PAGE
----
Glory Days, Glory Kids, Tuesday Three

The glory days are here, those clear and bright nectar moments when the air seems like a perfect touch upon your skin. Much as I really can’t stand winter, I am unable to deny that if it’s required to have autumn, then it must be so, because these days are such treasures, each and every one.

I wouldn’t mind squandering a gorgeous day to crawl into bed and just watch television though I’ll be honest. For some reason this was in some form on my Summer Wish List and I didn’t do it and I still want a big, quiet, decadent rest (complete with television viewing and a book, too).

We’ve been too busy for such a chill day. I’ll go on dreaming.


And I’ll tell you that my three good things this Tuesday are my gladness that I have a lovely, complicated, funny, magnificent, completely vexing 17 year-old now—and on Friday I’ll have an awesome ten year-old (awesome at nine almost ten too). The counterbalance to all that oldness is to schedule regular baby fixes, but the truth is, I had these children to play Scrabble with—and last night I came in and whooped the teens (taking over for Remy, who was tired). My growing kids make me happy (much of the time). The babies in my life make me happy, too. I guess that’s two good things. Third good thing is I have surrendered to my down-the-rabbit-hole yoga student self: when my mind meandered from work yesterday afternoon, I found myself coveting yoga tops. I’m grateful to be that obsessed, almost giddy with it, person.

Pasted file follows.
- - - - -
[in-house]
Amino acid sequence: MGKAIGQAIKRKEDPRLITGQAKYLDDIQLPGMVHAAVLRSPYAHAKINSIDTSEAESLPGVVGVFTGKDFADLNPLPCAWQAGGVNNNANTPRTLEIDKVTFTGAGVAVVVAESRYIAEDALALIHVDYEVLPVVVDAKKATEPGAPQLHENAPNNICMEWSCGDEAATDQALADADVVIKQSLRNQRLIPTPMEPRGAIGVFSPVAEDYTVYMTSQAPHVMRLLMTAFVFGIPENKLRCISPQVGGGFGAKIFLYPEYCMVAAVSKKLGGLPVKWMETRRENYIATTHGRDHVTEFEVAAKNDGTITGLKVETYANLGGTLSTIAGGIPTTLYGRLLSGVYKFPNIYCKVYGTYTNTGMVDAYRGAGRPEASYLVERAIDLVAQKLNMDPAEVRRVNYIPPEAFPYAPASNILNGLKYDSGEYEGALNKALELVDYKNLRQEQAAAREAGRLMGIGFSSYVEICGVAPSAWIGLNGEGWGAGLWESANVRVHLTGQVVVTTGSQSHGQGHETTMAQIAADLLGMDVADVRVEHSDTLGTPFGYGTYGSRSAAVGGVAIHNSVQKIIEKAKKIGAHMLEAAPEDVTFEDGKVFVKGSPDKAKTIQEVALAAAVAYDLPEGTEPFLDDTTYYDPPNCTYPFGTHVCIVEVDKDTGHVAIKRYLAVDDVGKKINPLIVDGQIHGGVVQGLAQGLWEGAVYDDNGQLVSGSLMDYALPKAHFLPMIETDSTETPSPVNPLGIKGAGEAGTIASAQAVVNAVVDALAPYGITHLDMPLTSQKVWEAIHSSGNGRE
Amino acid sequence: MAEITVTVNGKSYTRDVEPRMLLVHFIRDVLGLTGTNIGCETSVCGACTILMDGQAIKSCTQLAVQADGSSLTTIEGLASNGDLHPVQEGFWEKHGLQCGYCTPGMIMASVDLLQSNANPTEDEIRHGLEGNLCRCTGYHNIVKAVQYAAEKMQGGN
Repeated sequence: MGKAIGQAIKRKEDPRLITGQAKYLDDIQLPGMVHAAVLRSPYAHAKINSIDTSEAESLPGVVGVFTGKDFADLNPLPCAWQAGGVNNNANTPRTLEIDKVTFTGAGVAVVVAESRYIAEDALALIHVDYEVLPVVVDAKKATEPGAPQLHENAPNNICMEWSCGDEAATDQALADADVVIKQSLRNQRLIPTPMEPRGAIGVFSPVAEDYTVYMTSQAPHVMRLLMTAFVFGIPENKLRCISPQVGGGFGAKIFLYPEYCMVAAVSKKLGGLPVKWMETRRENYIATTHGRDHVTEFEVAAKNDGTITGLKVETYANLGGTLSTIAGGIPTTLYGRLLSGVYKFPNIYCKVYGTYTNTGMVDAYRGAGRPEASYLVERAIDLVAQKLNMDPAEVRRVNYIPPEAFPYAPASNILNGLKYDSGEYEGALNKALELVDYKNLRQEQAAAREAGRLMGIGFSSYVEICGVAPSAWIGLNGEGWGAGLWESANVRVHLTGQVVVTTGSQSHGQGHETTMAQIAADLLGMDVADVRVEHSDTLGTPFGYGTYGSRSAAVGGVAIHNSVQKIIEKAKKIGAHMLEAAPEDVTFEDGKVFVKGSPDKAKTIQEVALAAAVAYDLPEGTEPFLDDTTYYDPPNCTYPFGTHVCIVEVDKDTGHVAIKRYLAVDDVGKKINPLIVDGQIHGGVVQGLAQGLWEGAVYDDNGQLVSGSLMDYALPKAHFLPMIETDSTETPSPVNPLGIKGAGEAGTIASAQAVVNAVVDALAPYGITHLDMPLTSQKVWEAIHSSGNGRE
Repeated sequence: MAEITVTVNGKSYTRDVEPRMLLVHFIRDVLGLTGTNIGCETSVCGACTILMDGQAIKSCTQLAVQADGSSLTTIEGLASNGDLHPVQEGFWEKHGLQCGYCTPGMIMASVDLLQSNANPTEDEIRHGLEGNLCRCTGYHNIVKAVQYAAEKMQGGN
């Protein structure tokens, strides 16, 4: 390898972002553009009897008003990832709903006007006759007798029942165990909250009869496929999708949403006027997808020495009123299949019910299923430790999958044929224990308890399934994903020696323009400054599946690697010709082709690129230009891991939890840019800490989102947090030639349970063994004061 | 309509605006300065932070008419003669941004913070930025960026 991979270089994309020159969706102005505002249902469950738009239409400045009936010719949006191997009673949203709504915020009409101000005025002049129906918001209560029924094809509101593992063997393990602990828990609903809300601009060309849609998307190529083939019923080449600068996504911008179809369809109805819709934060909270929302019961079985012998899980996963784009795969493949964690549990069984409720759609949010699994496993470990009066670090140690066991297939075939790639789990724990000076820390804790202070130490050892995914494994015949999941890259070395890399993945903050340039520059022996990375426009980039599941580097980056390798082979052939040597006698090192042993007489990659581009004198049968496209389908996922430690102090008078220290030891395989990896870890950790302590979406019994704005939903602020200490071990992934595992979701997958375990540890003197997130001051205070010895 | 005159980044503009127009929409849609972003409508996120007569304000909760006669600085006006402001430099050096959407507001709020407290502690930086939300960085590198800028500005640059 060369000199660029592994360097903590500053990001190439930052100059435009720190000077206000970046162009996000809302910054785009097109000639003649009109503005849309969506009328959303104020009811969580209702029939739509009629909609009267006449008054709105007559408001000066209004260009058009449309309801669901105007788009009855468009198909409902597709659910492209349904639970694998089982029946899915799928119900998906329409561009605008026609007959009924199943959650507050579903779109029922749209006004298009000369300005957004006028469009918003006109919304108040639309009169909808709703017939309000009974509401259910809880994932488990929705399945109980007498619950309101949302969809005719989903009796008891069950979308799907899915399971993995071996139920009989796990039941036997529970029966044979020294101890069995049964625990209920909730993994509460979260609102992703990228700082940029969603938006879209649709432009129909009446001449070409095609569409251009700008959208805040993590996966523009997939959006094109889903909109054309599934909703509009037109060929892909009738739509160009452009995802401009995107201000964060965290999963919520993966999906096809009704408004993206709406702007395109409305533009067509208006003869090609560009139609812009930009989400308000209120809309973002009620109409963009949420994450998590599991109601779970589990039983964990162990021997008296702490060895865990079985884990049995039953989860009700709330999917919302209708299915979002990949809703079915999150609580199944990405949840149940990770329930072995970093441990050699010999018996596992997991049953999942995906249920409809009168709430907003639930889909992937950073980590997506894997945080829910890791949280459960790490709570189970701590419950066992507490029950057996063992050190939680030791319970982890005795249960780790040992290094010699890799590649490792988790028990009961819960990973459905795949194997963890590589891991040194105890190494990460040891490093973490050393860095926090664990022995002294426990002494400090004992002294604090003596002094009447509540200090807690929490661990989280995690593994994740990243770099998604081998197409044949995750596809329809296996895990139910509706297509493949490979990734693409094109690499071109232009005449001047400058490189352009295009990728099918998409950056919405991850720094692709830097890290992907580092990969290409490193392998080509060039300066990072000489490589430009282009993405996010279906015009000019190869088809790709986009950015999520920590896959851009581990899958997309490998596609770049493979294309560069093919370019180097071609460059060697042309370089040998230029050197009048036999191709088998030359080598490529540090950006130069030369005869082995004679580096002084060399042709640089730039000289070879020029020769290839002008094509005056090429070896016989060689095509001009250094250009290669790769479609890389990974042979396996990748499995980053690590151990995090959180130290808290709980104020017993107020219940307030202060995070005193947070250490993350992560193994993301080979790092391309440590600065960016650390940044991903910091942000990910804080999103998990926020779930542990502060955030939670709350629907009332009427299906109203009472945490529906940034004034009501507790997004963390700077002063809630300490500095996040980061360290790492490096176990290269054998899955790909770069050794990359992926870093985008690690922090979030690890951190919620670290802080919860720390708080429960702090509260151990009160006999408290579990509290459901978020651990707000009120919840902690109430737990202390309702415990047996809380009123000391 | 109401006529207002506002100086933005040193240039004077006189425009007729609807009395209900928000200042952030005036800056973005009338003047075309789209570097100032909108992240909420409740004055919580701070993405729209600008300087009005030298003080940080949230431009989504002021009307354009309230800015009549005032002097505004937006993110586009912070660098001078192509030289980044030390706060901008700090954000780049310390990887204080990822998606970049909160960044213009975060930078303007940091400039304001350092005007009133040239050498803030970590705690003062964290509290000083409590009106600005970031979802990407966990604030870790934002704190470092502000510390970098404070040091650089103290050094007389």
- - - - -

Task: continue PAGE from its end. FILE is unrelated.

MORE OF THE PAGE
Now for three things to share: a new endeavor from Media Education Foundation called Exploded View featured an interview with Jessica Valenti of Feministing fame. Parenthood blew her mind. It also challenged and affirmed her politics. This is an interesting interview; I’d like to read her book.

I’m almost finished with Abbie Goldberg’s affirming, intriguing book Gay Dads. To read excerpts of interviews provides such an intimate window into people’s lives and I am unsurprised to find that the challenges—around work-life balance as we say these days and identity—are familiar. The shift in relatable community, though, it’s the same and different for a gay male couple—at least in most places most of the time. Here in Northampton, at our preschool, Sammy is the baby and Addy and Saskia are the moms; as far as I know they haven’t have two dads and babies in their pretend play repertoire… yet.

Lastly, this is the yoga top I am contemplating (the back is most excellent). Namaste. Ch-ching.

Sarah Werthan Buttenwieser

Author: Sarah Werthan Buttenwieser

Sarah Werthan Buttenwieser's work has appeared on the New York Times, Salon, and the Manifest Station amongst other places. Find her on Twitter @standshadows

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